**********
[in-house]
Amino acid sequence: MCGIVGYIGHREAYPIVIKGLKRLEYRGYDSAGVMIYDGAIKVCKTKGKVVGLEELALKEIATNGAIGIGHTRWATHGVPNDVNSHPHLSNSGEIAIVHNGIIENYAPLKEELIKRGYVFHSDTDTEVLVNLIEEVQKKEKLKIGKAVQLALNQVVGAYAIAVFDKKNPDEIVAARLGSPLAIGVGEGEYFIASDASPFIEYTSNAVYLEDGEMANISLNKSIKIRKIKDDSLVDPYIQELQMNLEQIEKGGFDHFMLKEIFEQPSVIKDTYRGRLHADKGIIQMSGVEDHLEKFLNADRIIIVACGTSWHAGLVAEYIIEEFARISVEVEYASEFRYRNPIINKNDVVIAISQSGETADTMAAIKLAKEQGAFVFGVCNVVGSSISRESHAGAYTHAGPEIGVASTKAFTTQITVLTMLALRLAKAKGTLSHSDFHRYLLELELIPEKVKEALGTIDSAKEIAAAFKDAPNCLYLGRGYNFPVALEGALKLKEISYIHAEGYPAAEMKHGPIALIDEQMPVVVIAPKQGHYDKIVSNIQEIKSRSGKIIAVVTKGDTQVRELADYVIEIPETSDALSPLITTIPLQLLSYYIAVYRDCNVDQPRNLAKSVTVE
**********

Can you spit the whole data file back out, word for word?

[in-house]
Amino acid sequence: MCGIVGYIGHREAYPIVIKGLKRLEYRGYDSAGVMIYDGAIKVCKTKGKVVGLEELALKEIATNGAIGIGHTRWATHGVPNDVNSHPHLSNSGEIAIVHNGIIENYAPLKEELIKRGYVFHSDTDTEVLVNLIEEVQKKEKLKIGKAVQLALNQVVGAYAIAVFDKKNPDEIVAARLGSPLAIGVGEGEYFIASDASPFIEYTSNAVYLEDGEMANISLNKSIKIRKIKDDSLVDPYIQELQMNLEQIEKGGFDHFMLKEIFEQPSVIKDTYRGRLHADKGIIQMSGVEDHLEKFLNADRIIIVACGTSWHAGLVAEYIIEEFARISVEVEYASEFRYRNPIINKNDVVIAISQSGETADTMAAIKLAKEQGAFVFGVCNVVGSSISRESHAGAYTHAGPEIGVASTKAFTTQITVLTMLALRLAKAKGTLSHSDFHRYLLELELIPEKVKEALGTIDSAKEIAAAFKDAPNCLYLGRGYNFPVALEGALKLKEISYIHAEGYPAAEMKHGPIALIDEQMPVVVIAPKQGHYDKIVSNIQEIKSRSGKIIAVVTKGDTQVRELADYVIEIPETSDALSPLITTIPLQLLSYYIAVYRDCNVDQPRNLAKSVTVE